Kathy Macchione Leggett, LMHC, is
Qualified to Perform Court Appointed Social Investigations
If you need an experienced professional, neutral opinion on custody, time-sharing, and support arrangements you may want to consider having the court order a Social Investigation.
If shared parental responsibility appears to be detrimental to the children the court may order a Social Investigation to determine a parenting plan in the best interest of the children.
A Determination of Parental Fitness
Court-ordered and the court has final authority for all decisions.
May be ordered when a parenting plan is at issue because the parents are unable to agree
May be ordered due to allegations a child may be at risk.
Results in a written report and recommended parenting plan provided to the court to consider when making decisions.
Who is qualified to be a court-appointed social investigator?
- psychologists licensed pursuant to Chapter 490, Florida Statutes
- clinical social workers
- marriage and family therapists
- mental health counselors licensed pursuant to Chapter 491, Florida Statute
The areas of assessment may include, but are not limited to any or all of the following:
- Interviews with each child, parent, stepparent, or adult in a parenting role.
- Contact with relevant professionals, such as teachers, doctors, and employers.
- Interviews with objective character references submitted by each parent.
- Visits to the homes of each parent.
- Background checks of relevant police and court records.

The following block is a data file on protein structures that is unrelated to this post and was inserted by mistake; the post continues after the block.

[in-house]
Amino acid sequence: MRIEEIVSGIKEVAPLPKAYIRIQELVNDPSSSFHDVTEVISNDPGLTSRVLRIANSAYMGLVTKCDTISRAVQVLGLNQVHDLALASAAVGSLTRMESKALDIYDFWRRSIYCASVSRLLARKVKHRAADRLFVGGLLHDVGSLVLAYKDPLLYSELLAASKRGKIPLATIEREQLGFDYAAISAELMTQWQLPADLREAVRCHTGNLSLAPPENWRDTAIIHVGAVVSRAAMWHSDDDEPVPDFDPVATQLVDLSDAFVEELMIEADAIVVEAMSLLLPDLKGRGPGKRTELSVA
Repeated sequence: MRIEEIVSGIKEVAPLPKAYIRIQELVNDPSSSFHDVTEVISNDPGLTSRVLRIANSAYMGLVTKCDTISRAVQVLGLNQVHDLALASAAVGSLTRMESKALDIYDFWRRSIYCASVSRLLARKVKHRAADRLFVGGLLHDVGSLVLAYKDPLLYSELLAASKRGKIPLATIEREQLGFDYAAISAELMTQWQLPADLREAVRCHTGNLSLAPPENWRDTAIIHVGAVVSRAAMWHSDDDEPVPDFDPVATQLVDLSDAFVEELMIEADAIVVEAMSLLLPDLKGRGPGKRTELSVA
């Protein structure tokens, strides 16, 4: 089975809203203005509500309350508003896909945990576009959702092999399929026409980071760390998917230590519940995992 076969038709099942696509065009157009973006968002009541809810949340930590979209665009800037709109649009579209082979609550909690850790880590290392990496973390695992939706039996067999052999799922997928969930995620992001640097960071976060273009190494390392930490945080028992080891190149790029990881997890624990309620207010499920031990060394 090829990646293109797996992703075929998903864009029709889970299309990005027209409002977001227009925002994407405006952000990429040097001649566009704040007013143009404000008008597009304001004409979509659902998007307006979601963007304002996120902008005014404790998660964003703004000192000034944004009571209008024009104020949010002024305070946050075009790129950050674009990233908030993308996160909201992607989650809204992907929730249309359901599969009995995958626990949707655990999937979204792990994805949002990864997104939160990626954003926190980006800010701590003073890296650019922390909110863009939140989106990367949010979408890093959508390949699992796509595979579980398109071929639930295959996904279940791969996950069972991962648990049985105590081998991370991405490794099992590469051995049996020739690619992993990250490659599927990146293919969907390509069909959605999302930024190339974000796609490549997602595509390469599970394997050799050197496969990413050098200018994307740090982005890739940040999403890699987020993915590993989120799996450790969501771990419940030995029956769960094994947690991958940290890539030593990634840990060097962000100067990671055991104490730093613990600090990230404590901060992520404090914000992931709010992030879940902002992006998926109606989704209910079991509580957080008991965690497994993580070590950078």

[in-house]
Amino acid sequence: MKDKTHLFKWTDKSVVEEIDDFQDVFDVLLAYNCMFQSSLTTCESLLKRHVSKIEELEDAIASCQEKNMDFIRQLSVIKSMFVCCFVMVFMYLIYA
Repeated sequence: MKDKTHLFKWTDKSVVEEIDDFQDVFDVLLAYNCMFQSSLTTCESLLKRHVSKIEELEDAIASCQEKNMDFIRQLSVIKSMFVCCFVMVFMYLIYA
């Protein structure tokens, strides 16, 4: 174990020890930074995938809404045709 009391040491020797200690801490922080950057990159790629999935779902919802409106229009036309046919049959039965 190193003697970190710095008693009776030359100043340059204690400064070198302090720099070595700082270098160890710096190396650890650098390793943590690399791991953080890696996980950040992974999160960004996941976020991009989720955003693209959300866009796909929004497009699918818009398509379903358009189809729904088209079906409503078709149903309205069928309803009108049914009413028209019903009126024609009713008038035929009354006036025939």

- Completion of relevant surveys and questionnaires as requested by the social investigator.
- Presentation of facts to the court offering professional opinions as to parental responsibility, and time-sharing arrangements that are in the best interest of the child(ren).
How are decisions made following a social investigation?
In Florida, the court will make child custody decisions based on what is in the “best interest” of the child if the parents can’t come to an agreement. The court will order that parental responsibility be shared by both parents unless the court finds that shared parental responsibility would be detrimental to the child. In that case, the court may order sole parental responsibility as a measure to best protect the child.
The court may give one parent ultimate responsibility for specific aspects of a child’s welfare, such as primary residence, education, or medical and dental care. In deciding which parent should have a primary residence, the court will consider:
- Which parent is more likely to allow the child frequent and continuing contact with the nonresidential parent
- The love, affection and other emotional ties between the parents and the child
- Each parent’s ability to provide the child with food, clothing, medical care, and other material needs
- The length of time the child has lived in a stable, satisfactory environment and the desirability of maintaining continuity
- The permanence of the existing or proposed custodial home
- The moral fitness of the parents
- The mental and physical health of the parents
- The home, school and community record of the child
- The reference of the child, if the child is intelligent, understanding and experienced enough to express a preference
- Evidence of domestic violence or child abuse
After the custody order is signed by the judge and filed with the court clerk, both parents are bound by it. If a parent is denied court-ordered access to a child, he or she may bring the issue back before the court. The judge may decide to modify the time-sharing order, order makeup time-sharing for the time missed and order counseling or mediation.
Social Investigations are conducted by court appointment only